The final line is, for me, the most moving in the entire book. “Slowly, carefully, I made the sign of the Cross over the land I was leaving.” In the long line of spiritual memoirs written by American Catholics, there are few more powerful conclusions, and few that so succinctly sum up the book that has come before.
Dorothy Day, the co-founder of the Catholic Worker movement, closes her wonderful memoir The Long Loneliness, first published in 1952, with a simple statement. She is recalling an early conversation with her friend Peter Maurin, and the beginning of their ministry to the poor, which continues in Catholic Worker houses to this day: “It all happened while we sat there talking, and it is still going on.” Here is Dorothy in a nutshell: clear, direct, active. The end of her book shows her still talking, still active, still working.
Thomas Merton, the Trappist monk and mystic, ends his landmark autobiography The Seven Storey Mountain, published four years earlier, with a prayer: “That you may become the brother of God and learn to know the Christ of the burnt men.” It is a poetic and somewhat mysterious ending for his poetic and often mysterious book. Those words would take on even more mystery in 1968, after Merton’s fatal electrocution after a conference in Bangkok, Thailand. In that terrible accident, Merton became united with Christ in a way that strangely mirrored the end of his most famous piece of writing.
But the last line of Walter Ciszek’s With God in Russia not only sums up the work itself; it also astonishes the reader, who is by now accustomed to being amazed by Ciszek’s tale. The Jesuit priest who has been tortured and imprisoned, beaten and spied upon for the last 23 years, harbors no ill will. Though he has survived the worst deprivations, over the land whose Communist government has brought him such misery he makes the Sign of the Cross. His reaction to leaving the Soviet Union is not condemnation but blessing.
A few years after With God in Russia was published, Father Ciszek approached Daniel L. Flaherty, S.J., a Jesuit priest who had assisted him in his writing. Ciszek told his friend that he was ready to write a book. Naturally, Flaherty expressed surprise. “Wally,” he said, “we just finished your book, and it’s at the publisher.” Ciszek responded that all along he had hoped to tell not just the saga of his time in the prisons and labor camps, but a deeper story: his spiritual journey. That book is the magnificent He Leadeth Me.
So if you’re looking for a spiritual meditation on the life of Walter Ciszek, S.J., my advice would be this: read He Leadeth Me. There Ciszek answers the question that so many asked after he returned: How did you survive? His concise answer is “Divine Providence.” His longer answer is that second book.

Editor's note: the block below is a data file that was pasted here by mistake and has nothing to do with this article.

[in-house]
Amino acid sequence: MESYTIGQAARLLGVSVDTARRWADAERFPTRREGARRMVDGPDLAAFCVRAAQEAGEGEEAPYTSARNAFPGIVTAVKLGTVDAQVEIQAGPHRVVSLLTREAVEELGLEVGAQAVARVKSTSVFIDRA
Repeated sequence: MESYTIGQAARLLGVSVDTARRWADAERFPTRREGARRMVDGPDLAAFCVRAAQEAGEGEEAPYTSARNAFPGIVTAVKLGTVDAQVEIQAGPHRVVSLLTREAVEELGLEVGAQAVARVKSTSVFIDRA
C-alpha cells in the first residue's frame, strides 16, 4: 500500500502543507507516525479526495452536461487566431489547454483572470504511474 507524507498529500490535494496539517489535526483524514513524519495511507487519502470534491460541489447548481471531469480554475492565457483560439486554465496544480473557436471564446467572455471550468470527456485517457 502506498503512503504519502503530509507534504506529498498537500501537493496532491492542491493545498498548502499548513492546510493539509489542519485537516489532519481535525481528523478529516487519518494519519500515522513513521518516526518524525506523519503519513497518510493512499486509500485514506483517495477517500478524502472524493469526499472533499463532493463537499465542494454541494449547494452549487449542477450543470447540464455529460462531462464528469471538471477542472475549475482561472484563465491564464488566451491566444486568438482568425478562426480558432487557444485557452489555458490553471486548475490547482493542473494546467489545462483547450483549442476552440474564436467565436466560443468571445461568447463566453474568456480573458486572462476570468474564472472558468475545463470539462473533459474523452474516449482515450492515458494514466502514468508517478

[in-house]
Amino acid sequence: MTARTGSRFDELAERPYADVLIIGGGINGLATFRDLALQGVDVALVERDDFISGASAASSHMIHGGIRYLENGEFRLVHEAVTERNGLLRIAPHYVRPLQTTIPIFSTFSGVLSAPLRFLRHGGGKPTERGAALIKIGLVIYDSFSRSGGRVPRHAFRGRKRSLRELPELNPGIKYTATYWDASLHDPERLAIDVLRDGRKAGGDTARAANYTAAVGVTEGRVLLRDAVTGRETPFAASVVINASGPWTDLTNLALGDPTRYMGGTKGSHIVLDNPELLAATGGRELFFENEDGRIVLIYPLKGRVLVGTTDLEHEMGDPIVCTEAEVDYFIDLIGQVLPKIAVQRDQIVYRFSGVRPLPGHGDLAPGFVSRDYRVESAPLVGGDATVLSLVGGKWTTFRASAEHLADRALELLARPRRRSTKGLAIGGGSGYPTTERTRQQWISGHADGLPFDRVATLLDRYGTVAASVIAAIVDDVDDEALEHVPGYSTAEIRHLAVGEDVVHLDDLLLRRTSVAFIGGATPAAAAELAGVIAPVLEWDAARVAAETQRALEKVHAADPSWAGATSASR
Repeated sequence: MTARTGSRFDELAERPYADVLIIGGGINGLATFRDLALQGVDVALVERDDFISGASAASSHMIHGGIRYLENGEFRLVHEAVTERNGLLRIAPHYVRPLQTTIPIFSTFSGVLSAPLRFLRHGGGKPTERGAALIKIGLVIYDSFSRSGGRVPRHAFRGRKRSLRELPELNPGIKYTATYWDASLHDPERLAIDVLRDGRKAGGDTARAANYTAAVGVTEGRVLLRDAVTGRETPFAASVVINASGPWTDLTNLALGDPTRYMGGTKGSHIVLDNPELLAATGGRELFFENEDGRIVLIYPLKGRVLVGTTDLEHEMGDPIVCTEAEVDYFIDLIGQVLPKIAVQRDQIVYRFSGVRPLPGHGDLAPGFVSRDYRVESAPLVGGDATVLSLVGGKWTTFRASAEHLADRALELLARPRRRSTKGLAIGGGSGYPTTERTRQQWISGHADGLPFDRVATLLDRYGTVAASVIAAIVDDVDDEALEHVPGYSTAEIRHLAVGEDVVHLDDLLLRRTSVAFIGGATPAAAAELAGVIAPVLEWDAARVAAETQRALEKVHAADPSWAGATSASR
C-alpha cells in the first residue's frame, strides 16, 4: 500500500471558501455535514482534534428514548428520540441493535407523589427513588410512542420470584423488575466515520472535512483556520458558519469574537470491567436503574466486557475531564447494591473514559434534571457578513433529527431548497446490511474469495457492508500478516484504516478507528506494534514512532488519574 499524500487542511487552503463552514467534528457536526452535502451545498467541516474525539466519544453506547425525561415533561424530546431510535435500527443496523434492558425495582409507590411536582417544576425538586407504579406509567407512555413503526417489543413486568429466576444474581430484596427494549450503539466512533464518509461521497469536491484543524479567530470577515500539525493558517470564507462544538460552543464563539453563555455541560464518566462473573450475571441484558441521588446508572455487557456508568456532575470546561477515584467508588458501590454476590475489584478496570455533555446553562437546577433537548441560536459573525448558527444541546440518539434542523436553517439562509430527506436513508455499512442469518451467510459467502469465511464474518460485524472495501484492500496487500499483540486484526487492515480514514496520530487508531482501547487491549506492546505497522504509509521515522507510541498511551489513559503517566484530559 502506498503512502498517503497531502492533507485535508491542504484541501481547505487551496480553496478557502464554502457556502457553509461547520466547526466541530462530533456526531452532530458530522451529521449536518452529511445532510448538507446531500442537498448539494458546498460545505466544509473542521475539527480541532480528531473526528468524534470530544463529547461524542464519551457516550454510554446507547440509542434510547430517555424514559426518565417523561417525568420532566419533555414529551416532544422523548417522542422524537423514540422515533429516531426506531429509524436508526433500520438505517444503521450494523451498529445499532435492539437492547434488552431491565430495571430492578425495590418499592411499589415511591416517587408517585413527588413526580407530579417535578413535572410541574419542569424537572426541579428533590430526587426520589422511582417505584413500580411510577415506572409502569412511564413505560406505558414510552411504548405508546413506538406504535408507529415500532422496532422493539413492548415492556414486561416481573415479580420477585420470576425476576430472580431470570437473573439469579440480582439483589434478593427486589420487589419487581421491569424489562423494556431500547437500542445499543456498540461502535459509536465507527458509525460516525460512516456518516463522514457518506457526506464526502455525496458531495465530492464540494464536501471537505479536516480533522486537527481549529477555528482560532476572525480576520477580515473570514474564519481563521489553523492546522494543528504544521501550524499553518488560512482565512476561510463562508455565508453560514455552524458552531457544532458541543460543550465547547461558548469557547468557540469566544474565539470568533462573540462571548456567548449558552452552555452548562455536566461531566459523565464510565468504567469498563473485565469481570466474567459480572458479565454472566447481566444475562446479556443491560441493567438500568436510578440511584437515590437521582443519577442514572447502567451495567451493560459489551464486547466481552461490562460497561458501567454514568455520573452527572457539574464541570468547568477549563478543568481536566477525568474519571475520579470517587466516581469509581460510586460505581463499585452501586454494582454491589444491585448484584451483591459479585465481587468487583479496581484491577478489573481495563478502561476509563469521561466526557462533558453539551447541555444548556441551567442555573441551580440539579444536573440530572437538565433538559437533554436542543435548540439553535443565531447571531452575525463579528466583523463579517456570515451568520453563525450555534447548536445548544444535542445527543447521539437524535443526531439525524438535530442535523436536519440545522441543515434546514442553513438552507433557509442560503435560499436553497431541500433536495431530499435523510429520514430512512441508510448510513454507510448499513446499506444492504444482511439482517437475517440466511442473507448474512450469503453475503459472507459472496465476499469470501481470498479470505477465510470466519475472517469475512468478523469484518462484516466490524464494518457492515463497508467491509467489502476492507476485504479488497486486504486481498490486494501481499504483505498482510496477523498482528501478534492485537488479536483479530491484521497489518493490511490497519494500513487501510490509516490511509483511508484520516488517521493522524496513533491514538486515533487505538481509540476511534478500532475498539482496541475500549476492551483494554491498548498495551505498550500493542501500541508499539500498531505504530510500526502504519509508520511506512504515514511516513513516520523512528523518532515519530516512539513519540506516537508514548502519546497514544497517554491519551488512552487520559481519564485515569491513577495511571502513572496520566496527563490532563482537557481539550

But until you read that later work, here are some brief reflections on how one might apply the lessons of With God in Russia to one’s own life.
None of us are going to be incarcerated a Soviet labor camp, for the simple reason that the Soviet Union has ceased to exist. And while there are many Christians today who suffer persecution (perhaps even some reading this book), for the most part our lives do not involve such brutality. So some readers might put this book down, moved and inspired, but perhaps feeling unable to connect it to their own lives. They might say, “I’m no hero. I could never do what Ciszek did.” Or, “What do my small problems have to do with his?” That, however, would be missing the point of his book, which offers a great deal of wisdom for our daily lives.
Let me, then, offer three areas where this book has most helped me in my spiritual life. And let me offer a few questions for further reflection.
First of all, Ciszek faces his hardships with grace. With God in Russia is filled with the most profound suffering. At various points in his narrative, Ciszek is hunted, captured, tortured, beaten, interrogated, imprisoned, and nearly starved to death. The Jesuit priest endures long hours in dank jail cells, endless rides on cramped trains, and freezing days and nights in the labor camps. He also faces the mental and emotional strain of not knowing from moment to moment whether he is going to be welcomed or beaten, believed or mistrusted, or even permitted to live. He is tired; his limbs ache from either overwork or beatings; he falls ill; he eats wretched food; he is ill clothed.
Yet he endures these things with grace. This is not to say that Ciszek didn’t occasionally grow angry or weary or sad. Ciszek may be saint but, like all the saints, he is still human. (And even Jesus showed flashes of anger, grew tired, and felt sadness.) But he decides to endure the hardships with patience, confident that God is with him, ever attentive to signs of grace, and trusting that he will be able, with God’s help, to continue. It is God who enables him to do this, but it is Ciszek who cooperates with this grace.
Notice too that Ciszek does not pass along his suffering. In the lives of other people, the hardships described in this book might have been a cause for embitterment, or led them to lash out in anger or violence against their tormentors, or their fellow prisoners. But Ciszek does not do this. Of course he complains to his friends from time to time, but he does not add to their burdens by, for example, increasing their feelings of hopelessness or despair. In fact, he channels whatever frustration he experiences into service, in the form of ministry as a priest, the act of listening or simply being a friend.
Since entering the Jesuits, I have probably read this book ten times, often while on a retreat. Sometimes, as I sit in bed late at night in a warm room, reading about the frigid Siberian winter, I realize that no matter what my small sufferings are, I have a choice. I can either let them embitter me, or I can meet them with the confidence that God will not abandon me. With God in Russia also encourages me never to pass along the anger that can often be the instinctive response to misfortune. Soviet camp, family kitchen, or crowded office, we can resist passing along bitterness, and thereby adding to the suffering of another person.